Brian

Brian McCulloh

The wonderful thing about WordPress—and part of the reason we’re such fans of it here—is the platform’s flexibility. If you can dream a feature up, WordPress can do it. The question is: How?

Brian McCulloh is Well Done’s senior developer, and part of his job is to figure out how to make those feature ideas into reality. Recently, Brian developed a plugin for WordPress called Worth the Read, which has been well-received (and is presently in use on this very blog—scroll down and keep an eye out for the yellow progress bar on the left of this window). Here, Brian talks about his creation, plugins in general, and the enduring power of the WordPress platform.

So what exactly is a plugin?

A plugin is a piece of functionality that enhances WordPress, either in style or usage. Ideally, it improves or extends the experience of using a site.

Worth the Read, your new plugin, can be added to blogs and articles to act as a progress bar, so users know where they are within a piece of text. What was the hardest part of designing it?

When people write blog posts, they’re always different. So how do you take into account every single use case? How does the plugin work if a blog post is really short, or if the content doesn’t start until you’re way down the page? A plugin like this has to be extremely adaptable, and so the first challenge was to do the calculations and work out the JavaScript functionality.

But another challenge is that it’s a visual indicator—how do I create something that can be plug-and-play with every style of theme that’s out there, without clashing with the look of the website? It had to work well, but it also had to look good.

Being a former designer, I have an eye for that. But the other piece I created was an option panel, so the customizability is built in.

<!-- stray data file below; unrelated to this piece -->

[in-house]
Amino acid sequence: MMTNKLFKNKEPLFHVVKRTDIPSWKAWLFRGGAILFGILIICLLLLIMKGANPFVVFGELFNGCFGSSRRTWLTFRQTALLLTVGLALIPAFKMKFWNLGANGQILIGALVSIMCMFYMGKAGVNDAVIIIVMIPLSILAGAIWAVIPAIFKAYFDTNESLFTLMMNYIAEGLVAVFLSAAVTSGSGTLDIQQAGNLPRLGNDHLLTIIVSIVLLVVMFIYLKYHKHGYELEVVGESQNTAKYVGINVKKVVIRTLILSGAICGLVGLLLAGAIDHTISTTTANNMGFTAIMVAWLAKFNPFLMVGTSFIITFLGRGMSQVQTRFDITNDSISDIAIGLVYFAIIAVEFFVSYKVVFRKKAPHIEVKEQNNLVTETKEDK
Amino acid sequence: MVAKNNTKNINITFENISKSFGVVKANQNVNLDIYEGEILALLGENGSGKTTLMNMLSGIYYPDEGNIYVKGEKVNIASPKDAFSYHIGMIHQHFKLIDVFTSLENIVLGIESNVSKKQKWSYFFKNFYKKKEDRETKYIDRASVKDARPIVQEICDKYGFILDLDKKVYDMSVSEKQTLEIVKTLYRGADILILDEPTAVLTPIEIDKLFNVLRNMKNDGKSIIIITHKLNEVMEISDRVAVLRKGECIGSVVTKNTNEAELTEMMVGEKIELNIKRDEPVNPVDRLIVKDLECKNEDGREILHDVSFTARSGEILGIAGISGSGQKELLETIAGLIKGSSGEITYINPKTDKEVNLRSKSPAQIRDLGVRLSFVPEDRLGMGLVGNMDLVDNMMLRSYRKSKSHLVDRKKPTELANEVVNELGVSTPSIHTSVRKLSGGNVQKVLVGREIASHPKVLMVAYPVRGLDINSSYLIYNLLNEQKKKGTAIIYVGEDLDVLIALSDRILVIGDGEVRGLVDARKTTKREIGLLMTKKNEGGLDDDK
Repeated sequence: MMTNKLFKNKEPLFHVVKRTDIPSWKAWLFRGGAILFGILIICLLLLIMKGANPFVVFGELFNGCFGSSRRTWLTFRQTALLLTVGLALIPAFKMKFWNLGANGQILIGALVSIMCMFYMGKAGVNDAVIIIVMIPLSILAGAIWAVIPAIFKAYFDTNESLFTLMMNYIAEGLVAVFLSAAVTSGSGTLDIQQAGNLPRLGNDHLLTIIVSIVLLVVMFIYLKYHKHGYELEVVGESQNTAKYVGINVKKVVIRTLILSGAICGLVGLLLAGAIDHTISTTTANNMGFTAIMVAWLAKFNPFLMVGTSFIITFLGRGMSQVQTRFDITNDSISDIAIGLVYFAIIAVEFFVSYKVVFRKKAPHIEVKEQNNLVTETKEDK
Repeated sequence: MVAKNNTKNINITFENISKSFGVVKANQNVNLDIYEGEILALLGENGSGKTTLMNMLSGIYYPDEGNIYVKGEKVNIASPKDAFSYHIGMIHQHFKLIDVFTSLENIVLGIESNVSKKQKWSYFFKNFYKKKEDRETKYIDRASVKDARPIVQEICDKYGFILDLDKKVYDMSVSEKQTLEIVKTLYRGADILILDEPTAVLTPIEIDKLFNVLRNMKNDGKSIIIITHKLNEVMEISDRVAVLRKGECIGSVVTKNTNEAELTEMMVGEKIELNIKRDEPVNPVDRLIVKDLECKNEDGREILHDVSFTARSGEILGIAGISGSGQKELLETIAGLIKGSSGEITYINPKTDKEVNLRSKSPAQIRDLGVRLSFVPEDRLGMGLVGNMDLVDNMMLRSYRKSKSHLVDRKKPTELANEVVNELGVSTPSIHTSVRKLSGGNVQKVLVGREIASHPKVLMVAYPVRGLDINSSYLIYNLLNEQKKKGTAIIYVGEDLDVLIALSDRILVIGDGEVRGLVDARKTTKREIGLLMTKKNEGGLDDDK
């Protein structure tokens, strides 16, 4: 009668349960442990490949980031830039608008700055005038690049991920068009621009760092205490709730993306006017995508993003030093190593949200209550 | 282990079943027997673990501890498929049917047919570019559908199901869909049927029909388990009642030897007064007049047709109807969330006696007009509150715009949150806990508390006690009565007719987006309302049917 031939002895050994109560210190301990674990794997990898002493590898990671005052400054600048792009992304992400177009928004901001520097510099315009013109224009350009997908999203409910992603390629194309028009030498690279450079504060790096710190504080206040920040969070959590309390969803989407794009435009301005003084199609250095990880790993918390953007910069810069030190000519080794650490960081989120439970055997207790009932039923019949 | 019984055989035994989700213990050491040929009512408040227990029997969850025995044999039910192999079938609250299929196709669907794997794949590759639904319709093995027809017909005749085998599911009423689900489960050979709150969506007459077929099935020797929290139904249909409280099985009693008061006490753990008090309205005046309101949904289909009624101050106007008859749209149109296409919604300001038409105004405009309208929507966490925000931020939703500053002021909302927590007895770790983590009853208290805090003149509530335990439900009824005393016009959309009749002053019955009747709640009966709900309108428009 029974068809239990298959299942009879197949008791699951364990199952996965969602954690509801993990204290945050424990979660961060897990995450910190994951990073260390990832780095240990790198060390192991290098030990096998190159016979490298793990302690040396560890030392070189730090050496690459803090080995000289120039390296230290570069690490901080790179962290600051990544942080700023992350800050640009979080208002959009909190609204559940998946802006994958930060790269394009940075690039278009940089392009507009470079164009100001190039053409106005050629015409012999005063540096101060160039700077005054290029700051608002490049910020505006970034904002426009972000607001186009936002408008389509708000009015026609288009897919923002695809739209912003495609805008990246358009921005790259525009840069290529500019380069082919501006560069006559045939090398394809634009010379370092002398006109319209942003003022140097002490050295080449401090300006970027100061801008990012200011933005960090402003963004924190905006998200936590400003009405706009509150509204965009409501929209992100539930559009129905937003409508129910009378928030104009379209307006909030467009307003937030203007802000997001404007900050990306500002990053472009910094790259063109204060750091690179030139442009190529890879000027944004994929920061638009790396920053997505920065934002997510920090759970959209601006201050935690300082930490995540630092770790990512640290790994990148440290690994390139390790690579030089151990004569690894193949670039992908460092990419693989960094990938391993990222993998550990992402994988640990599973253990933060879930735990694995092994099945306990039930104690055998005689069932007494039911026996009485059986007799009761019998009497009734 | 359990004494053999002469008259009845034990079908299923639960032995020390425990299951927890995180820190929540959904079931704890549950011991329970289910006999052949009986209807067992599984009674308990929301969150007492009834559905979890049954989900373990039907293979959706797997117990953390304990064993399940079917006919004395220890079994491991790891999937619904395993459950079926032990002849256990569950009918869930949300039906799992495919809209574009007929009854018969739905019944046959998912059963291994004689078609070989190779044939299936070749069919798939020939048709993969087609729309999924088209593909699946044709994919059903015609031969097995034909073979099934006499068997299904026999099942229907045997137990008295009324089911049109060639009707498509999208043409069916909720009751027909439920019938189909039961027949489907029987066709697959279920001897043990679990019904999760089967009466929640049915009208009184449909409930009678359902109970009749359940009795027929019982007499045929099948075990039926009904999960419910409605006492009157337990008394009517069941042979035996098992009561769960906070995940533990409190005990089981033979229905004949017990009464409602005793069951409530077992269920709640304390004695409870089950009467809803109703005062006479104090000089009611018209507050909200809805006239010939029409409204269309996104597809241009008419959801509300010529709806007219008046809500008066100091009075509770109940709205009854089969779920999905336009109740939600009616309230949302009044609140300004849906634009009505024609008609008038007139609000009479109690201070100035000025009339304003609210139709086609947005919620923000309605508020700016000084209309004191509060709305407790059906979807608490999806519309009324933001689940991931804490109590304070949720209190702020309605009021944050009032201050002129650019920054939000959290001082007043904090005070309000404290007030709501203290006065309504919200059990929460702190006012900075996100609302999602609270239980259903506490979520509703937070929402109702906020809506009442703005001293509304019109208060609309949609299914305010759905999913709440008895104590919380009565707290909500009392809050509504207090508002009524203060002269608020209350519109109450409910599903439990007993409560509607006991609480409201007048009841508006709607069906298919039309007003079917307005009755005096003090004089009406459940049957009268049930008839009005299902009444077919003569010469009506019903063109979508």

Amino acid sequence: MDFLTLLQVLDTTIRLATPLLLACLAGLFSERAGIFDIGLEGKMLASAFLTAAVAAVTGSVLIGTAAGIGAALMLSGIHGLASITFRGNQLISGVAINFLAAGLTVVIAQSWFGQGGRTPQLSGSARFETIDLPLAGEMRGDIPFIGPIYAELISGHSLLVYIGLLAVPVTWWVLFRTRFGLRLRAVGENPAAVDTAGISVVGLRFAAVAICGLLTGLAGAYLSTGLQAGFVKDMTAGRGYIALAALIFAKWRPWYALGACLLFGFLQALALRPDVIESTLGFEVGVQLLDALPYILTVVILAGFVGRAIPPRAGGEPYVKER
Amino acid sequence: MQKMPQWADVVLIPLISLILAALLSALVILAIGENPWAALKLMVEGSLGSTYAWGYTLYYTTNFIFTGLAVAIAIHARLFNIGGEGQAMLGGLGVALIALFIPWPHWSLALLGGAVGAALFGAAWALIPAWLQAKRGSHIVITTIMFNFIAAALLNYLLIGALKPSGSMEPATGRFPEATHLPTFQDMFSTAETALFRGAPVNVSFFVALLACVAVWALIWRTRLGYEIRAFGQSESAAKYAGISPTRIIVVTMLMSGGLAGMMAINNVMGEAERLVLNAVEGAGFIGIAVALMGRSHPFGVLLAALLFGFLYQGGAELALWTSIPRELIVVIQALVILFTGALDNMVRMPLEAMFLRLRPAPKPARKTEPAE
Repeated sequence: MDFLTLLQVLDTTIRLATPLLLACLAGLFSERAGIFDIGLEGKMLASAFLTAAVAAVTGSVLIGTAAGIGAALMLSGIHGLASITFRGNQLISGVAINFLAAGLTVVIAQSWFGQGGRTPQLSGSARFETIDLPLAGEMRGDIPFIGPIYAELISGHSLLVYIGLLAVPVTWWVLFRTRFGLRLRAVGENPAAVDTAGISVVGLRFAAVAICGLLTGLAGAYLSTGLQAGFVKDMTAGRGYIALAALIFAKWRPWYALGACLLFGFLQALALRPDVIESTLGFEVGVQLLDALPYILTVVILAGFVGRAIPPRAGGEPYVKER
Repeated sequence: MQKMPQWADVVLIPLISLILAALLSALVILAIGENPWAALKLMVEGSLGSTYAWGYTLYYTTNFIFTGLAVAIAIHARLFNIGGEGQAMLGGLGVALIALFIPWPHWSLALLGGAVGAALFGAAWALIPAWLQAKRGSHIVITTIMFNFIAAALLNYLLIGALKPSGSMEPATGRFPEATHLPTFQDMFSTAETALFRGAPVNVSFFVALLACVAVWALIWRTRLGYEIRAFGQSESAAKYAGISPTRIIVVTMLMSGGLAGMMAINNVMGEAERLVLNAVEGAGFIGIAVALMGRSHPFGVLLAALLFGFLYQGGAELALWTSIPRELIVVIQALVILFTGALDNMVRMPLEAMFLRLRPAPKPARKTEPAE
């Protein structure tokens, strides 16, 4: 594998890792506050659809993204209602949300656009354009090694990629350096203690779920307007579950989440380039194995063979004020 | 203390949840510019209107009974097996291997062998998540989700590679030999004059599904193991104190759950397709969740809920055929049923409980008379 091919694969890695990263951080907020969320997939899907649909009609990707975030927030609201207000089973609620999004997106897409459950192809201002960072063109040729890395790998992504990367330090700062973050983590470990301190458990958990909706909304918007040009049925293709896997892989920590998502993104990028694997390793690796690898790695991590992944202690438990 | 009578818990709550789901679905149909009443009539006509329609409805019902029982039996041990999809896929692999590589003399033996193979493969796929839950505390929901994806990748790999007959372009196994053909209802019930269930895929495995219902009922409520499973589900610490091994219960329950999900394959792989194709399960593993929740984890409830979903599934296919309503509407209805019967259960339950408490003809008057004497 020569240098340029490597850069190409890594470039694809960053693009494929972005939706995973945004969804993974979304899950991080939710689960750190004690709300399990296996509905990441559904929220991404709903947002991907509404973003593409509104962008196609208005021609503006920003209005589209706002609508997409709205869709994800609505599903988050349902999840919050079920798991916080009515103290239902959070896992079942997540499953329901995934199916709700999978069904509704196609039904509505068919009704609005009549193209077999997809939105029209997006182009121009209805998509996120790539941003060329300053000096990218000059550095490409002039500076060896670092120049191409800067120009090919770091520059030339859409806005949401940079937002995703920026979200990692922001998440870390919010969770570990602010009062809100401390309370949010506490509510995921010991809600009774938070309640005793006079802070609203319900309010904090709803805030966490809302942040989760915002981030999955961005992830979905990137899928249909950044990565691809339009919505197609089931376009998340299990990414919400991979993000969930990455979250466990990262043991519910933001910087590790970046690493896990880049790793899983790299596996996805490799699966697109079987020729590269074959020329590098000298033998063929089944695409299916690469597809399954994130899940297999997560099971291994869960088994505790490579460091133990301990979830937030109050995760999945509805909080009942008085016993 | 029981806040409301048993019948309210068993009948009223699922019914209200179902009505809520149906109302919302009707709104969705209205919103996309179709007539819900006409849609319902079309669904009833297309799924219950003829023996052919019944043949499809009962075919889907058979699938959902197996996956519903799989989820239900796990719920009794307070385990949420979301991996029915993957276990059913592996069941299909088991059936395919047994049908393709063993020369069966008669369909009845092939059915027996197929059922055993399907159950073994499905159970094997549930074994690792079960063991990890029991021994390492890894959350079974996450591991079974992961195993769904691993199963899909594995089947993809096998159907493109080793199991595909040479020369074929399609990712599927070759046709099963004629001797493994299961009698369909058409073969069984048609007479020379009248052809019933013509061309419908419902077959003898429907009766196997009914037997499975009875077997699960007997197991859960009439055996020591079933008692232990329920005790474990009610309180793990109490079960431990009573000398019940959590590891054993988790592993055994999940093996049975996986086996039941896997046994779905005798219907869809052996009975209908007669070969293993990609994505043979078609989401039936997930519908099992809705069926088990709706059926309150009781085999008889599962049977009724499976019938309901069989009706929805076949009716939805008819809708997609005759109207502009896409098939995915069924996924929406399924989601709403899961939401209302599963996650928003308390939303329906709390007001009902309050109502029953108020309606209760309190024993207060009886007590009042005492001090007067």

One of the key features of your plugin is that it’s unobtrusive, and that’s something that’s true no matter what the WordPress theme is. How did you ensure it would work across themes when there are so many in use?

I’ve worked with WordPress themes for years, so I’ve seen pretty much everything from super-complicated to bare bones. Every theme has certain baseline requirements in WordPress, so I knew my limits if I wanted it to be as accessible as possible for every blog. My mindset was that if my plugin didn’t work with a specific WordPress theme, then that theme was going to be such an outlier it probably won’t work with most plugins.

You mentioned you’ve been working with WordPress for years—what do you enjoy about creating in the platform?

They’re always at the forefront of the web, and so the platform is always ready to utilize the newest technologies, design guidelines, and user experience ideas. They aren’t locked in to some ancient platform. If you learn WordPress, it’s going to prompt you to keep up with the latest trends and innovations.

I’m also an author on the ThemeForest marketplace, where I support a userbase of more than 18,000 customers, and the developer community with WordPress is also big and very supportive. No matter what issue you run into, somebody has dealt with it too, so you can always find help.

How did creating Worth the Read help you grow as a developer?

WordPress has very stringent policies in place if you want to publish a plugin. Learning that process was the first step, and then learning Subversion, which is the version control system they use for plugins.

But more than that, it was a way to apply all these disparate skills to a single project. Before this plugin, sure, I knew JavaScript, blogging, and WordPress Hooks and Actions, but this was a chance to combine that knowledge for a single project. It’s a unique opportunity.

 

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Download Worth the Read for your own WordPress site here